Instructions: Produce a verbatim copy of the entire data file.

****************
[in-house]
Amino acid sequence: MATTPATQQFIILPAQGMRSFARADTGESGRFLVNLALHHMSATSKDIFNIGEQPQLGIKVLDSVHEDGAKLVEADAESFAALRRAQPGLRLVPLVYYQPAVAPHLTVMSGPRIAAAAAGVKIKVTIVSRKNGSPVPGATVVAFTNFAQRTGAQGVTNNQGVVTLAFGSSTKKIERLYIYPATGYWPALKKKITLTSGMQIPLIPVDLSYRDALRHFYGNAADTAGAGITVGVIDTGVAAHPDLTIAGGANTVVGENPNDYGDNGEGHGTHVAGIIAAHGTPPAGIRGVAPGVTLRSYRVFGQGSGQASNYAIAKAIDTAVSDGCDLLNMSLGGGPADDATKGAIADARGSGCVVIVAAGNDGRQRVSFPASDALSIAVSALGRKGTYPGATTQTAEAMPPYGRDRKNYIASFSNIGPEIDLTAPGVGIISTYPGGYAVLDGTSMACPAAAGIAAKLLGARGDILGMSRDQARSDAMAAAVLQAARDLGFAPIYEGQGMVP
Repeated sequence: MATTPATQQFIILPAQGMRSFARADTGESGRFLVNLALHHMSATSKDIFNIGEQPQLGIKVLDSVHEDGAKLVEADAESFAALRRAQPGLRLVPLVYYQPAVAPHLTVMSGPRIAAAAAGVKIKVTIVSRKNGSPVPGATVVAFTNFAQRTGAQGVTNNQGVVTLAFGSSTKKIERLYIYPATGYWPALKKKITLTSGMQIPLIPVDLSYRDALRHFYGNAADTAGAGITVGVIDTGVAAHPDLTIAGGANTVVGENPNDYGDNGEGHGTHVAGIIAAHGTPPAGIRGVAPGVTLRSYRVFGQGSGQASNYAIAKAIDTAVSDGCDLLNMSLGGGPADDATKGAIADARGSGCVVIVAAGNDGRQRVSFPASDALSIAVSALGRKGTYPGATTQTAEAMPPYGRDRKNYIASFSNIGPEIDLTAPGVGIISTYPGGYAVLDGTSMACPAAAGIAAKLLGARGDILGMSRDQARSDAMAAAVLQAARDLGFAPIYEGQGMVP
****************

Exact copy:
[in-house]
Amino acid sequence: MATTPATQQFIILPAQGMRSFARADTGESGRFLVNLALHHMSATSKDIFNIGEQPQLGIKVLDSVHEDGAKLVEADAESFAALRRAQPGLRLVPLVYYQPAVAPHLTVMSGPRIAAAAAGVKIKVTIVSRKNGSPVPGATVVAFTNFAQRTGAQGVTNNQGVVTLAFGSSTKKIERLYIYPATGYWPALKKKITLTSGMQIPLIPVDLSYRDALRHFYGNAADTAGAGITVGVIDTGVAAHPDLTIAGGANTVVGENPNDYGDNGEGHGTHVAGIIAAHGTPPAGIRGVAPGVTLRSYRVFGQGSGQASNYAIAKAIDTAVSDGCDLLNMSLGGGPADDATKGAIADARGSGCVVIVAAGNDGRQRVSFPASDALSIAVSALGRKGTYPGATTQTAEAMPPYGRDRKNYIASFSNIGPEIDLTAPGVGIISTYPGGYAVLDGTSMACPAAAGIAAKLLGARGDILGMSRDQARSDAMAAAVLQAARDLGFAPIYEGQGMVP
Repeated sequence: MATTPATQQFIILPAQGMRSFARADTGESGRFLVNLALHHMSATSKDIFNIGEQPQLGIKVLDSVHEDGAKLVEADAESFAALRRAQPGLRLVPLVYYQPAVAPHLTVMSGPRIAAAAAGVKIKVTIVSRKNGSPVPGATVVAFTNFAQRTGAQGVTNNQGVVTLAFGSSTKKIERLYIYPATGYWPALKKKITLTSGMQIPLIPVDLSYRDALRHFYGNAADTAGAGITVGVIDTGVAAHPDLTIAGGANTVVGENPNDYGDNGEGHGTHVAGIIAAHGTPPAGIRGVAPGVTLRSYRVFGQGSGQASNYAIAKAIDTAVSDGCDLLNMSLGGGPADDATKGAIADARGSGCVVIVAAGNDGRQRVSFPASDALSIAVSALGRKGTYPGATTQTAEAMPPYGRDRKNYIASFSNIGPEIDLTAPGVGIISTYPGGYAVLDGTSMACPAAAGIAAKLLGARGDILGMSRDQARSDAMAAAVLQAARDLGFAPIYEGQGMVP